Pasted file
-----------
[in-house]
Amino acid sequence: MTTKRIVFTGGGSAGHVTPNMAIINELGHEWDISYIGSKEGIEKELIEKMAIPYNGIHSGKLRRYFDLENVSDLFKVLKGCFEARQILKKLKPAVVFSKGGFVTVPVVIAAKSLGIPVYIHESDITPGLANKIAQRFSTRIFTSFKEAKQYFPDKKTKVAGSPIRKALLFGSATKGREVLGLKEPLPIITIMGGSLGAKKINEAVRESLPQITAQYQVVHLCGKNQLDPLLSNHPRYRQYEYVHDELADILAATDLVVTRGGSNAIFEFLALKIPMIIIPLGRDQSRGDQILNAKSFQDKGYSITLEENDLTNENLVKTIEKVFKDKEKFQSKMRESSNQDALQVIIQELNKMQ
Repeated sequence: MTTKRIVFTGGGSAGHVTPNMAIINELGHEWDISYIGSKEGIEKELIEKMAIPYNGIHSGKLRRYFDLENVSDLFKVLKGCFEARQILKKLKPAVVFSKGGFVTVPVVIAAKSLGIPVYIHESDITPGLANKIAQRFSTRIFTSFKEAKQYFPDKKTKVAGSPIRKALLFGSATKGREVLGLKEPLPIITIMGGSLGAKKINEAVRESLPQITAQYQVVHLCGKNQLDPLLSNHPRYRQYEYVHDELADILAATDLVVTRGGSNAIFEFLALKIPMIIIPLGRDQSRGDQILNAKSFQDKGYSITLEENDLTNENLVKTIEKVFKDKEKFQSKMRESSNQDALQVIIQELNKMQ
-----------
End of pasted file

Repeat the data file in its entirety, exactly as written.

[in-house]
Amino acid sequence: MTTKRIVFTGGGSAGHVTPNMAIINELGHEWDISYIGSKEGIEKELIEKMAIPYNGIHSGKLRRYFDLENVSDLFKVLKGCFEARQILKKLKPAVVFSKGGFVTVPVVIAAKSLGIPVYIHESDITPGLANKIAQRFSTRIFTSFKEAKQYFPDKKTKVAGSPIRKALLFGSATKGREVLGLKEPLPIITIMGGSLGAKKINEAVRESLPQITAQYQVVHLCGKNQLDPLLSNHPRYRQYEYVHDELADILAATDLVVTRGGSNAIFEFLALKIPMIIIPLGRDQSRGDQILNAKSFQDKGYSITLEENDLTNENLVKTIEKVFKDKEKFQSKMRESSNQDALQVIIQELNKMQ
Repeated sequence: MTTKRIVFTGGGSAGHVTPNMAIINELGHEWDISYIGSKEGIEKELIEKMAIPYNGIHSGKLRRYFDLENVSDLFKVLKGCFEARQILKKLKPAVVFSKGGFVTVPVVIAAKSLGIPVYIHESDITPGLANKIAQRFSTRIFTSFKEAKQYFPDKKTKVAGSPIRKALLFGSATKGREVLGLKEPLPIITIMGGSLGAKKINEAVRESLPQITAQYQVVHLCGKNQLDPLLSNHPRYRQYEYVHDELADILAATDLVVTRGGSNAIFEFLALKIPMIIIPLGRDQSRGDQILNAKSFQDKGYSITLEENDLTNENLVKTIEKVFKDKEKFQSKMRESSNQDALQVIIQELNKMQ